Fort Esopus (1658-1677) - A Dutch colonial fort and trading post established in 1658 near present day Kingston, Ulster County, New York. Abandoned in 1677. Also known as Fort Wiltwyck.
History of Fort Esopus
A Dutch colonial fort established in 1658 as a defense against the Esopus Indians. Originally built as a large (1/2 mile in circumference) palisaded fortification that included a moat and guardhouse. Intended as a fur trading post. Used as a base of operations during two Dutch campaigns against the Indians in 1659 and another in 1663.
The fort itself came under seige for two weeks in September 1659. The attackers slaughtered most of the cattle and tried to set fire to barns and outbuildings. The seige was lifted by reinforcements from New Amsterdam. Over the years the palisade was expanded three times, to almost one mile in circumference.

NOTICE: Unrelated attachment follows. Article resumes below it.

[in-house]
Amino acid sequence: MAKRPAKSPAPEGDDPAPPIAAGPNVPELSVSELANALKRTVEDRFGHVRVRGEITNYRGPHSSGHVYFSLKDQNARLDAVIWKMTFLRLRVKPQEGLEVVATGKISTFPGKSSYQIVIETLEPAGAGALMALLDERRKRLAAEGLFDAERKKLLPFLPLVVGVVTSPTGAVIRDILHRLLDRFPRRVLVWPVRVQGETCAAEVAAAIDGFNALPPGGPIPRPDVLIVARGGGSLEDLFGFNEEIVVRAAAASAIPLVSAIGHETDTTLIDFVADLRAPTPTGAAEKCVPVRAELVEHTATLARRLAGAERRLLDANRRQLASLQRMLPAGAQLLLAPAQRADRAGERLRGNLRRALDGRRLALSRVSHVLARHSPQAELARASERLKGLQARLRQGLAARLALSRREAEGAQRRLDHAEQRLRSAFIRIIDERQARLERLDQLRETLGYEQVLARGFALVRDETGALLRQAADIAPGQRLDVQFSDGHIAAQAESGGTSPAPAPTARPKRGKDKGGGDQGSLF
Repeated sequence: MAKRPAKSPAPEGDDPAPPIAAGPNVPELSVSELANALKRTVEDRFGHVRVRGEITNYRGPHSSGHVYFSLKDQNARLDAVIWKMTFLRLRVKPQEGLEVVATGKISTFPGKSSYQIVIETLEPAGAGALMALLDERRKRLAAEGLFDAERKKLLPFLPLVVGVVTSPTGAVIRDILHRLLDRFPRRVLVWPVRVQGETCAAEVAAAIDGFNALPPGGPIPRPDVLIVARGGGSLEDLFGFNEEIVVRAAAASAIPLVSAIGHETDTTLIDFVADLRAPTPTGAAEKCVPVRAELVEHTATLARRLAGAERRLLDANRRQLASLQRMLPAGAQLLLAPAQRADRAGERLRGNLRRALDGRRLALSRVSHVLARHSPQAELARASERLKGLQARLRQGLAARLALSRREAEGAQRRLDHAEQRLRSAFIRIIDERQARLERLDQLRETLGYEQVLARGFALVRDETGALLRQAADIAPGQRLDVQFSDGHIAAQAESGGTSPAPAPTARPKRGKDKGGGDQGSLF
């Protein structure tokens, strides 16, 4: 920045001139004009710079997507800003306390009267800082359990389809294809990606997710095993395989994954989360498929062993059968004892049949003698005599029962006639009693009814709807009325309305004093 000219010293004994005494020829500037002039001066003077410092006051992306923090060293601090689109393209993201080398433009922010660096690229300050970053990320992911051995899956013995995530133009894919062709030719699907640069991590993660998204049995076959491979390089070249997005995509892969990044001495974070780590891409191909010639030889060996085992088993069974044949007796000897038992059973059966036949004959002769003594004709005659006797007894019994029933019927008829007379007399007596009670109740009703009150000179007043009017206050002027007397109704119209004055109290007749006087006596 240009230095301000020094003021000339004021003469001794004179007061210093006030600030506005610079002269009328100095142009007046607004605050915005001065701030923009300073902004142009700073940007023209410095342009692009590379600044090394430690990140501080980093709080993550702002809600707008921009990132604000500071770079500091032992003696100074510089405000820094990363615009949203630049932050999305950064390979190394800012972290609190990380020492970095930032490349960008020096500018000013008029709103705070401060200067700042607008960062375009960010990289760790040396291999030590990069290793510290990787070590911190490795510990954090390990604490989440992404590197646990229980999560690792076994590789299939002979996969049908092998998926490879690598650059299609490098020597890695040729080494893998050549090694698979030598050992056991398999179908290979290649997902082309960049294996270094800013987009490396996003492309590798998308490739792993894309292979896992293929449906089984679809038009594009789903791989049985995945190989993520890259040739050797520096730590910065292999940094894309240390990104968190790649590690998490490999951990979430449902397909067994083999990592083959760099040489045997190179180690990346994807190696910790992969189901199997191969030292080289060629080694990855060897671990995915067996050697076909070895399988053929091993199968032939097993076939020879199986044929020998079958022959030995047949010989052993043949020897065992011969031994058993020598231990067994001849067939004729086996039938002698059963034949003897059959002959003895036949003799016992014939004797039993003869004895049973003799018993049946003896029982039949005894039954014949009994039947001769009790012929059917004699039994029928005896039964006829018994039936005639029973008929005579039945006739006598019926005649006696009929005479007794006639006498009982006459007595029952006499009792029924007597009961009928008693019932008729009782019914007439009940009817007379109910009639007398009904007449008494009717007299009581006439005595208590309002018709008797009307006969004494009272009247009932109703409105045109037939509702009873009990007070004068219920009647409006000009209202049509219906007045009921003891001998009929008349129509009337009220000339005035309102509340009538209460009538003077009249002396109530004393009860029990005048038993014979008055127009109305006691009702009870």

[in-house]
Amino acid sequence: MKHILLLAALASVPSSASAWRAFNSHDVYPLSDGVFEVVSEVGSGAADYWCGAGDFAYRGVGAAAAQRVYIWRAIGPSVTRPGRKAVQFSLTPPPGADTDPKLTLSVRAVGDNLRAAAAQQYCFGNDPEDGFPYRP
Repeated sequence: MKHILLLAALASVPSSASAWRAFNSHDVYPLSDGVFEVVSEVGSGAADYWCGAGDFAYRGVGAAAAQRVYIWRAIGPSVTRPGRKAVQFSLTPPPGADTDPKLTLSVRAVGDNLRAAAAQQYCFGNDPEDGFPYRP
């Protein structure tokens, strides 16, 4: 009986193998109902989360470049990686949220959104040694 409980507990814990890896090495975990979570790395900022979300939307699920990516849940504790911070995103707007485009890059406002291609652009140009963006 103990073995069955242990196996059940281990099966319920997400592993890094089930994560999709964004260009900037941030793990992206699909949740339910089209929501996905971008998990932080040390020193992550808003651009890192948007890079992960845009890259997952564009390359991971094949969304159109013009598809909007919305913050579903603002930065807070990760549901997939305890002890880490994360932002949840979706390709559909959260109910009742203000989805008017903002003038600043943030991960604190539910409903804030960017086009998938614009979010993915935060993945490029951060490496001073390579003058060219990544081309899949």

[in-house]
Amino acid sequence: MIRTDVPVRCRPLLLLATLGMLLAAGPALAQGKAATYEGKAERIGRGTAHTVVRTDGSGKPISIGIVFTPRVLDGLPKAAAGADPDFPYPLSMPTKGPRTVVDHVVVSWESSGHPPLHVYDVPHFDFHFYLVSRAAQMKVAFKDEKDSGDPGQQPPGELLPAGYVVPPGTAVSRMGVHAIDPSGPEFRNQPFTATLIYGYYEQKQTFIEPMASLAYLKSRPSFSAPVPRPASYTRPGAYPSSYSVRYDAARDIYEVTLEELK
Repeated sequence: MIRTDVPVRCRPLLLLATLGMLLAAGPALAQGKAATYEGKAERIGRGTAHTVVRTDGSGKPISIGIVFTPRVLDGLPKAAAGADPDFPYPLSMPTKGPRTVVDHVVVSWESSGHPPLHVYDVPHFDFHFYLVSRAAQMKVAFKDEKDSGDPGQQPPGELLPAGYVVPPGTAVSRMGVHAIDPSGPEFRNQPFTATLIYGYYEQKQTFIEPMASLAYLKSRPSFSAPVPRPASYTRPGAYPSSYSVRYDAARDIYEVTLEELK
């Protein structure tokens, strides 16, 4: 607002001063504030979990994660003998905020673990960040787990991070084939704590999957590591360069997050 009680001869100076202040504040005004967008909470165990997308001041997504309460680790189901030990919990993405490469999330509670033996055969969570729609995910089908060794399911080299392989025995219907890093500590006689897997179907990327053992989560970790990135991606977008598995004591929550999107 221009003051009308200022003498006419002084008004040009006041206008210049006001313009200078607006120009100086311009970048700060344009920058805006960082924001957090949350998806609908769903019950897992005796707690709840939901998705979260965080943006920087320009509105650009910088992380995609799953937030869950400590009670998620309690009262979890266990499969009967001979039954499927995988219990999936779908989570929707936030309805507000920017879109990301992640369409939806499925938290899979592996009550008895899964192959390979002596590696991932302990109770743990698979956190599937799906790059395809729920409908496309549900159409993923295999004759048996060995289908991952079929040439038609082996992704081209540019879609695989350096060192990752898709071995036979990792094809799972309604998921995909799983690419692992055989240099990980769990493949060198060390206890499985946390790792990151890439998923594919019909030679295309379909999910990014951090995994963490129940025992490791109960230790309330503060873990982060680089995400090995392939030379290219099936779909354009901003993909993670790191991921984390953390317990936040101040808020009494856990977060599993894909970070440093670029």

Dutch Governor Stuyvesant surrendered New York to the English in 1664 and later in 1664 the English commander, Colonel Cartwright, secured the surrender of Fort Orange and Fort Esopus. In 1669 the name was changed to Kingston but was renamed Swanenburgh when the Dutch returned in 1673. Their return was short lived and English rule was restored in 1674 along with the Kingston name.
Abandoned as a fortification in 1677.
Fort located in the area of North Front Street, Clinton Avenue, Main Street and Green Street in present day Kingston, New York. The map point is the approximate location of the main blockhouse. The red outline below outlines the approximate location of the palisade.